Rondo of Swords' gameplay emerged as the standout feature, with the reviewer dispelling comparisons to other SRPGs and emphasizing its unique mechanics. The battle system, requiring characters to pass through enemies to initiate attacks, added layers of complexity and strategic depth. The importance of character placement, numerous enemies, and the need to protect a specific character mixes up the missions. The game's replay value was considered significant, thanks to the inclusion of a New Game Plus feature, diverse approaches to battles, and unlockable content. Despite some minor flaws specifically in its visuals, Rondo of Swords earned praise for its engaging gameplay and replayability.

4. Super Dodge Brawlers

Super Dodge Ball Brawlers is a successful revival of the classic Nintendo Entertainment System (NES) dodgeball game. Since the original game, there has not been a successful attempt at a dodgeball game. This iteration of the game has welcome tweaks, but you know the drill, it was just too faithful in terms of visuals. The nostalgic visuals closely resemble the NES original which at this point in time did not age well. 

The core gameplay mechanics remain faithful to the NES version, with two teams competing to deplete the hit points of their opponents. The simplicity of the controls, emphasizing the familiar catching, dodging, and throwing actions is what makes the game most enjoyable. Super shots, a staple of the series, are retained and require precise timing for maximum impact. New elements, such as punching and kicking opponents, add variety to the gameplay, and a power meter introduces a temporary boost in attack power known as the "Nekketsu Burst."

3. Classic Action: Devilish

This breakout-style game featuring a scrolling playfield and unique settings like dungeons and clock towers was first released on the, all puns intended, short-lived Game Gear. Fast forward to 2005, and StarFish, a Japanese company, remixed the classic Devilish to create Devilish: Ball Bounder for the DS. 

While the levels have been re-done and may look slightly familiar, the DS hardware could have been utilized better for graphics. The static cinemas preceding the levels are praised for being well-drawn, and the overall graphics are considered functional. But they do not look good even for a "modern" remake.

For gameplay, players control a blue sphere with two paddles, one for defense and one for offense. Power-ups are found in chests, including icons that transform the sphere and provide various abilities. The game consists of five levels, each with three sections, including boss encounters. Multiple paths in levels add some replay value. The game can be completed in one sitting, but there are unlockables.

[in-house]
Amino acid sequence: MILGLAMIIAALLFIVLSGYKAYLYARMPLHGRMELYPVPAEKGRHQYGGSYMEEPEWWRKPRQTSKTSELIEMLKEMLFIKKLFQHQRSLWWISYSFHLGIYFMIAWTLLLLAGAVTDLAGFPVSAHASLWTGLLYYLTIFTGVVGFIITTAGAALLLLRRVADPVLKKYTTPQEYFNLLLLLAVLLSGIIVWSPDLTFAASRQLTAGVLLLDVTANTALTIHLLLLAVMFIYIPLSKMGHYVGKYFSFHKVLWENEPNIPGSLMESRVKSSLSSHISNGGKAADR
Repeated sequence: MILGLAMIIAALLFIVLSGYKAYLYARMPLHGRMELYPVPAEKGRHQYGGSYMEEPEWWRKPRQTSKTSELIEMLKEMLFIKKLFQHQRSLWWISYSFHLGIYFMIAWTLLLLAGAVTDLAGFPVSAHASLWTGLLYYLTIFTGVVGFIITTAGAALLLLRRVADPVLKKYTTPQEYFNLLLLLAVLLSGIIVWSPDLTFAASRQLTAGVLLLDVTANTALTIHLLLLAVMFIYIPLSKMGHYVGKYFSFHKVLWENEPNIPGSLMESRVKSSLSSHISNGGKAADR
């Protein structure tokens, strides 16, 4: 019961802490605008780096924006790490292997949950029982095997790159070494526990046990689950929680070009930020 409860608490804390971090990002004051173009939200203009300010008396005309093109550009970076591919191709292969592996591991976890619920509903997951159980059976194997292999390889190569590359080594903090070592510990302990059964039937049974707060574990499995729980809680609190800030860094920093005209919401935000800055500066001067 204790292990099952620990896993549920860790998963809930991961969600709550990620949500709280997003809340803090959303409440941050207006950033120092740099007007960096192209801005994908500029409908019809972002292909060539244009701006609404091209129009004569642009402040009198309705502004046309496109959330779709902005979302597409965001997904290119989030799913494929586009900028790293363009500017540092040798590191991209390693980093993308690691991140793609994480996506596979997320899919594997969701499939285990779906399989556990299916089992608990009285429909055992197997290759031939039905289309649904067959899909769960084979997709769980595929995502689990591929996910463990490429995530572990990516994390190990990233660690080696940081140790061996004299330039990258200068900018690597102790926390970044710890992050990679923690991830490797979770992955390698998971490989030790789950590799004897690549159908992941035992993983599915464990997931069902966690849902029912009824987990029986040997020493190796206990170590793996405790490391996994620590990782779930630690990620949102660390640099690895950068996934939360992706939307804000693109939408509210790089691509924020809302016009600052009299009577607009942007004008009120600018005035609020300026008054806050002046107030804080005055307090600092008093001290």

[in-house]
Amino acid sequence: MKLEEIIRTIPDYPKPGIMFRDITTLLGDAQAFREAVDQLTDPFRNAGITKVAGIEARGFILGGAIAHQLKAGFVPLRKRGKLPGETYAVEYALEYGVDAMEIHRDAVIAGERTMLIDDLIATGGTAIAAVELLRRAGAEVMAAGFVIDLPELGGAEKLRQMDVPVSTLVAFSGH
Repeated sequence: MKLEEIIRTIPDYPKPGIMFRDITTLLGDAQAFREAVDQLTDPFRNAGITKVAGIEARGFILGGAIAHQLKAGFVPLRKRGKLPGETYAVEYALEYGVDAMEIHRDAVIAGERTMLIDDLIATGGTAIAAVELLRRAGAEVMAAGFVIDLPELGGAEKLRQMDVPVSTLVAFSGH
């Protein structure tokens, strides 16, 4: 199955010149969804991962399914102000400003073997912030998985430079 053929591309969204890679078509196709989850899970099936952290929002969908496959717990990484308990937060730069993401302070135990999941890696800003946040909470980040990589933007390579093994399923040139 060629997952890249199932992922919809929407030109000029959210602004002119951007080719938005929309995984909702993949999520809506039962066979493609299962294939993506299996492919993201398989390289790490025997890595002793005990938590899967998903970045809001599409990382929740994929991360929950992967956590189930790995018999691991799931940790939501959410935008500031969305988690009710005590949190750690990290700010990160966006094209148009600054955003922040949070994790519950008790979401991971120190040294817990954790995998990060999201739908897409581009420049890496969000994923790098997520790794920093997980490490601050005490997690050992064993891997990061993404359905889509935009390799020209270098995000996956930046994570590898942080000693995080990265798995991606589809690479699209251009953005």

2. Pokémon Diamond

The top two games on this list may seem a bit misplaced. Pokémon games on the worst graphics list? Indeed, they deserve this spot. Pokémon Diamond and Pokémon Pearl land in this category not just due to their art direction but also because of their performance in animation. Having all the graphical effects and detailed pixel art won't make the visuals impressive if the animation is choppy.

The shift to 3D is what dropped the once-stable frames per second (fps) franchise to now hitting low 20s. While the game looks good in static captures like screenshots, the performance takes a hit when playing it. Pokémon Diamond offers a familiar yet engaging adventure, following the well-established formula of the Pokémon series. Set in the Sinnoh region, the players embark on a journey to become the Pokémon Champion while completing their Pokédex, which includes a staggering 493 Pokémon.

1. Pokémon Pearl

What has been said about Pokémon Pearl that was not said about Pokémon Diamond? Simply put, they are the same game but with different content, similar to every dual Pokémon title release in history. Pokémon Pearl stands out as one of the best titles in the franchise and exhibits great visuals in stills, but when it moves, it becomes evident that it does not match the standards set by previous and future games until Pokémon Scarlet and Violet on the Nintendo Switch.

Both Pokémon Pearl and Diamond introduced breeding complexity. The intricacy deepens with factors like IVs (individual values), influencing base stats and EVs (effort values) offering stat bonuses based on opponents. 'Nature' further impacts stat growth rates, while abilities provide special effects in battle, enhancing moves like perfect accuracy. Breeding adds another layer of complexity, evolving into a game within itself. Players strategically pair parent Pokémon to pass down specific moves, attain ideal abilities for offspring, and hatch eggs to secure babies with optimal stats.